“Often times the first time a young person takes Vicotin [or other prescription drugs] they get a euphoria feeling they like and so they continue to use it. They don’t understand that the euphoria is the type of stuff that makes them become addicted,” Judge Davis, a 41B District Court Judge in Clinton Township, Michigan, told me in a recent phone interview. “Most people are not aware of the fact that opiates are the same synthetic makeup as heroin. They are synthetic heroin. They have the same addictive qualities and makeup of heroin.”
But what alternatives are there instead of taking narcotic pain medication? Judge Davis was quick to jump on the question, providing many alternatives.
“If they [the athletes] are taking opiates, they need to be given by a parent and not used for more than the maximum 72 hours. Beyond that, if there is still excruciating pain, they need to go see a pain management doctor that will do things like nerve block, so that this young person doesn’t become dependent on the opiates.”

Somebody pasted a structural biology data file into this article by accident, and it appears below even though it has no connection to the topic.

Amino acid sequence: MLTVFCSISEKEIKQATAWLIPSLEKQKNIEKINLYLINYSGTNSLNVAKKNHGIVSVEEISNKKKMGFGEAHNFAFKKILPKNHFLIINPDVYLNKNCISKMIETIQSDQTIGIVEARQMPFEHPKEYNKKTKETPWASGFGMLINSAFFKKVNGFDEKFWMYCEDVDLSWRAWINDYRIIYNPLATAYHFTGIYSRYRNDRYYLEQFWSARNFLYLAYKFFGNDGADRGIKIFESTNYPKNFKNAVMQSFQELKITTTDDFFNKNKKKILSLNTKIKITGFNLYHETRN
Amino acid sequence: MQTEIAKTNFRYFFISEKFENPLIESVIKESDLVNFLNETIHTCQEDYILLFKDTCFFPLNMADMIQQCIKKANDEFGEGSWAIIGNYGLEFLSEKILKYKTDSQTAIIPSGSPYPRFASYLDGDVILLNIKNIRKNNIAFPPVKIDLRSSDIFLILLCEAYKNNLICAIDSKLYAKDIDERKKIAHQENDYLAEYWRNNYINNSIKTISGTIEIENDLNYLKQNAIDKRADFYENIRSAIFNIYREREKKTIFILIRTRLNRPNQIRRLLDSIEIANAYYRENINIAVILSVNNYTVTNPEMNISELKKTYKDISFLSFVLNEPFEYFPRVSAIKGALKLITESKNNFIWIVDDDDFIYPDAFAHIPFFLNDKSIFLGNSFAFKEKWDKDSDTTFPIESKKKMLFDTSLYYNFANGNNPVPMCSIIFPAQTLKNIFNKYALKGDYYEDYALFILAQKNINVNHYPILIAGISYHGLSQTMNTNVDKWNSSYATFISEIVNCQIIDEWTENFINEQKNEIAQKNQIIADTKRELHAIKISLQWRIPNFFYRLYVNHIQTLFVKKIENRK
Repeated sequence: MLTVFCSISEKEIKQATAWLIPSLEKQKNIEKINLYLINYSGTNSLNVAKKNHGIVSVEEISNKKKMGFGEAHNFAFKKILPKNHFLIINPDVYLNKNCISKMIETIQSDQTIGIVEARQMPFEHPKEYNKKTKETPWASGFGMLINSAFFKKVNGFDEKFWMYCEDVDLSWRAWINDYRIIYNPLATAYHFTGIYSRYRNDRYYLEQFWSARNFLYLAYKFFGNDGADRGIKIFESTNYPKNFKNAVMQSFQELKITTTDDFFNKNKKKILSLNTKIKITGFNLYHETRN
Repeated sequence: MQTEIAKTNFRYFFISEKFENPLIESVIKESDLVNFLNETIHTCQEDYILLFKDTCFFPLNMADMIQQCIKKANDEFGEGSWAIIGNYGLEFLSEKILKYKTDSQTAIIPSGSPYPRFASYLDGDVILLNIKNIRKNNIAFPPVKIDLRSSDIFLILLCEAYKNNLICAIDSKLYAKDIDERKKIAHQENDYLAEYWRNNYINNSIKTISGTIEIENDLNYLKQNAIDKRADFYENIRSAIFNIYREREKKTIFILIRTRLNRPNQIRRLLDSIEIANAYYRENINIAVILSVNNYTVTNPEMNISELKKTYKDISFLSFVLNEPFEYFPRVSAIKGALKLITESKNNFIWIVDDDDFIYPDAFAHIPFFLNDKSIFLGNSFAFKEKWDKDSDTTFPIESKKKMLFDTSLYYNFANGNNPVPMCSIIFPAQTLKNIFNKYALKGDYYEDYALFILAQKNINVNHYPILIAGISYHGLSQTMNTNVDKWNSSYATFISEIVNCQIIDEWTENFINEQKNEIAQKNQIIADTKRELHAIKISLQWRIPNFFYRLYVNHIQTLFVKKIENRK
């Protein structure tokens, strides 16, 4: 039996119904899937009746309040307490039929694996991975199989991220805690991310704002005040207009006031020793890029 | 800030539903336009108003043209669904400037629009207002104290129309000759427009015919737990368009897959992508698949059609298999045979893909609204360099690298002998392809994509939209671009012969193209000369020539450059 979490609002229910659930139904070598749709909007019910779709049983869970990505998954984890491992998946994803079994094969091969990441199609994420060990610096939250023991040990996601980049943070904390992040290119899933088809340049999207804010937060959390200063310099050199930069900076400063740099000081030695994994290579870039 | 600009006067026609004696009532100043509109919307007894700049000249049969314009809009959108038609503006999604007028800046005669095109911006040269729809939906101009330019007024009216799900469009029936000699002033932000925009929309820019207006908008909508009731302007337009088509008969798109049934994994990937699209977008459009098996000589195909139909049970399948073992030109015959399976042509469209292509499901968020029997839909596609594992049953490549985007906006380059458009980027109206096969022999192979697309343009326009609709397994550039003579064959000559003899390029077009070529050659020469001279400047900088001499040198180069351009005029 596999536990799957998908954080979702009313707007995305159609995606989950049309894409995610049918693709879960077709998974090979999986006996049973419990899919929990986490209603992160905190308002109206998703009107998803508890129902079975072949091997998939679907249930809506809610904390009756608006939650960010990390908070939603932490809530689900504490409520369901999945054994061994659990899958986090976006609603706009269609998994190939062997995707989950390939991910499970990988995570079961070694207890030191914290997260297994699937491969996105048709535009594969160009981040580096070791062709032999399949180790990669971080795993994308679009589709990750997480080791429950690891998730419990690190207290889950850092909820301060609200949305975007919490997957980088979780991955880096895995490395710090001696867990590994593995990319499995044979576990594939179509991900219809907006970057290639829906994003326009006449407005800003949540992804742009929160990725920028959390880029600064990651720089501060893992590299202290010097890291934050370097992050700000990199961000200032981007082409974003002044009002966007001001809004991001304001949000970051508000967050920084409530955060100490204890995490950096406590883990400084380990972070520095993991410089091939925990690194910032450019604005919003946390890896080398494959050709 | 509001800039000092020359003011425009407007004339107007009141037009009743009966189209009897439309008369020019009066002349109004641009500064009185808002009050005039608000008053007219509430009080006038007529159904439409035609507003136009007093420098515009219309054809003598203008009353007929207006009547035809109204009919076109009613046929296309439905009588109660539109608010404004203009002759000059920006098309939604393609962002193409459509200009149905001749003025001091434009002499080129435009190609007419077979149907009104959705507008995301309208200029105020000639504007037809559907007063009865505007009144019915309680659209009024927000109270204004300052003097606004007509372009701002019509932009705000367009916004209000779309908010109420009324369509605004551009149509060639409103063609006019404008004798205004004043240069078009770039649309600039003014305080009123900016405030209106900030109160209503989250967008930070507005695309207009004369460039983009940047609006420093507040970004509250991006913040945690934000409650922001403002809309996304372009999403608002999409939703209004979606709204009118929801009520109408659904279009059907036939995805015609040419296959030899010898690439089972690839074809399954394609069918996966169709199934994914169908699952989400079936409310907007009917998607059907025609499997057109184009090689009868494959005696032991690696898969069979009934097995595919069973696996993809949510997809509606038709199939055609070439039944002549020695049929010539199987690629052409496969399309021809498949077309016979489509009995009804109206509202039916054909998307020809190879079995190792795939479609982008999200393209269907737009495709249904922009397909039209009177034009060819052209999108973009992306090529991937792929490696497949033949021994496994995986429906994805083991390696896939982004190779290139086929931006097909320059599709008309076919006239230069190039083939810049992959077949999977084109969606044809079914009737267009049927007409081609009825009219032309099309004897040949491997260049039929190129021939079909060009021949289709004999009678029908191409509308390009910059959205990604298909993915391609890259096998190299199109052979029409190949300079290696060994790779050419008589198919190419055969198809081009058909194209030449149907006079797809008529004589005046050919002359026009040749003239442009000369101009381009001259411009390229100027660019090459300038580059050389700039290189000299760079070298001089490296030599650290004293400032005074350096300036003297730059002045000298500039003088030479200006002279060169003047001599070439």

“We’ve become a society that doesn’t want to feel anything. With opiates, they do not kill pain, they mask it.”
FAN is currently working with schools to start a mandatory program for athletes and their parents informing them about how addictive these drugs can be and how unsafe it is for these athletes to take opiates. They encourage parents to tell their doctors they would rather have their child be on a non-narcotic pain medication. You can read more about FAN here.
“I’m not going to say opiates are never needed, but in young people they should not be the first resort, but the last resort,” Judge Davis said with a fueling passion.